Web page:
japanese kabuto

Kakukuzin-nari kawari kabutoHelmet shaped as a cloth headgearEarly Edo Period (1615-1867) 17th century  The kakuzukin, or squared cap, was formed by a rectangular cloth folded and sewn along the sides. The decoration over the iron bowl imitating this headgear is made in harikake, a mixture of papier-maché and lacquer that results light and solid at the same time. The last plate of the neck guard (shikoro) on this helmet is laquered in gold.Harikake had been used during the Momoyama period (1573-1715) when generals begun to wear large helmets shaped with unusual and extravagant...

Akoda-nari suji-bachi Unkai Mitsutane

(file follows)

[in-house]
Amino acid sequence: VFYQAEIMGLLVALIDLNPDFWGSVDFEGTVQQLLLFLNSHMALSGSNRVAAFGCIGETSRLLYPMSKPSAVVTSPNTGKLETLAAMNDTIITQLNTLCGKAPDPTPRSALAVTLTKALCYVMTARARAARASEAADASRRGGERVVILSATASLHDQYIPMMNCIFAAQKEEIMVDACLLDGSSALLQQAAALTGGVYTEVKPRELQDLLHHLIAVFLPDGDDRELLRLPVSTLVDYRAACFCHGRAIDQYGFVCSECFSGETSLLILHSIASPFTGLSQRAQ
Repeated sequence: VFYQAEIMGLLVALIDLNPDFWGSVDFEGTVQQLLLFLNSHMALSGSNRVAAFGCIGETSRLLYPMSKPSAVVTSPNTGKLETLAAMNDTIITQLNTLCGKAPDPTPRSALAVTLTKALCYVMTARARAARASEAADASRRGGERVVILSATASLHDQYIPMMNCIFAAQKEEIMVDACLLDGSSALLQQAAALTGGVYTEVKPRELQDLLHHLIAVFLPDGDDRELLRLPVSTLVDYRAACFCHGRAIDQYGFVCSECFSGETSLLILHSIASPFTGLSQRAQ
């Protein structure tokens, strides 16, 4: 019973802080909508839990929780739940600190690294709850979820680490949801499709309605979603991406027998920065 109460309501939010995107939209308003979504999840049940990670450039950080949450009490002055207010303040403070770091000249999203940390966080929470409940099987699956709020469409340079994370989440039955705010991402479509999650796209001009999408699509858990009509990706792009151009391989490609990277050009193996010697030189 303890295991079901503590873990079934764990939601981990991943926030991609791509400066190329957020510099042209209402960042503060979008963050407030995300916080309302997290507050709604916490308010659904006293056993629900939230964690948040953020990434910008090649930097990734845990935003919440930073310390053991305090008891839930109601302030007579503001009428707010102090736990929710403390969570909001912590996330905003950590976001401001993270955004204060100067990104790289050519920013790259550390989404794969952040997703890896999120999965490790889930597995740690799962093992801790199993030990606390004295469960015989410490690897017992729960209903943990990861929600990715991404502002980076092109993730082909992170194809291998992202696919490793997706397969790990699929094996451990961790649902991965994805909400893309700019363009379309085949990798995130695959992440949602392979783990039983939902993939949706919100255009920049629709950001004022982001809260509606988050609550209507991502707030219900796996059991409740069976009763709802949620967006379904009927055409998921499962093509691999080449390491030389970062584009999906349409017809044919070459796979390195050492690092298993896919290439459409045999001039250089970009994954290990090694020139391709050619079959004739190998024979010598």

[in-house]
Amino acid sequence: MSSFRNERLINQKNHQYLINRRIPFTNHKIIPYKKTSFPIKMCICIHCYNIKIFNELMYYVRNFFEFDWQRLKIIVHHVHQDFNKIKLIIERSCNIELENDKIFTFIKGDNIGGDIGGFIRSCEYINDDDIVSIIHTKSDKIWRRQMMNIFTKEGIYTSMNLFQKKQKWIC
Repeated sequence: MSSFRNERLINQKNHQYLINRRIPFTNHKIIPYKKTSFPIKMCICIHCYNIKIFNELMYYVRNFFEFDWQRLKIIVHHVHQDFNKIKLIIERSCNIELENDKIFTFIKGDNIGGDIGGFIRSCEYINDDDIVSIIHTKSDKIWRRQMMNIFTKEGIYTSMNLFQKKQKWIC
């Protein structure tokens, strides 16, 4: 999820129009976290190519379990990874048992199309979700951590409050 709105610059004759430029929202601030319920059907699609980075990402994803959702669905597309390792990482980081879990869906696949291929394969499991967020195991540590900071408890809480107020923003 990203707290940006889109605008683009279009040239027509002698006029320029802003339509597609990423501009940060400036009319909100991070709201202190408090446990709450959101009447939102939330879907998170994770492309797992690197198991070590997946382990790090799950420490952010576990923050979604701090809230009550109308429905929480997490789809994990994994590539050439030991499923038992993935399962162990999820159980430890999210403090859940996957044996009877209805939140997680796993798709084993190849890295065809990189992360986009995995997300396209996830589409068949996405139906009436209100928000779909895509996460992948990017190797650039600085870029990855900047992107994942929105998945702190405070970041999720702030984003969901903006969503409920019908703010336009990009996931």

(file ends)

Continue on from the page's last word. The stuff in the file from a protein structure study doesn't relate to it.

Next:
16 plates akoda-nari suji-bachiSigned: Unkai Mitsusada deishi Mitsutane Edo period (1615-1867), circa 1780 Literature:- Sasama Y., Shin Kacchushi Meikan, 2000, pag. 212- Sasama Y., Katchu kantei hikkei, 1992, cat. 421- Sasama Y., Kacchushi Meikan, 1975, pag. 206- Sasama Y., Nihon no mei kabuto (Famous Japanese Helmets), vol. 3, 1972, pp. 158-159 Native to Kaga (Kanazawa), Fukuda Mitsutane in an armorer from the Unkai school, smiths in service of the Maeda clan, the richest Japanese family second only to the Shogun's. As in this...

Okina SōmenA full face russet iron samurai amour’s mask formed and decorated to resemble the face of an old manEdo period, 18th centuryArmor for the face - mengu - developed towards the end of the Muromachi Period (1336- 1573) with the double role of protection and a fastening point for the kabuto ropes through hooks or rings. However, masks that completely cover the face were never common, as not very practical, and their spread was restricted to high-ranking samurai who could wear them for official occasions as an indication of their social status. For this reason original sōmen are...

Copyright © 2016 - giuseppe piva - VAT:  05104180962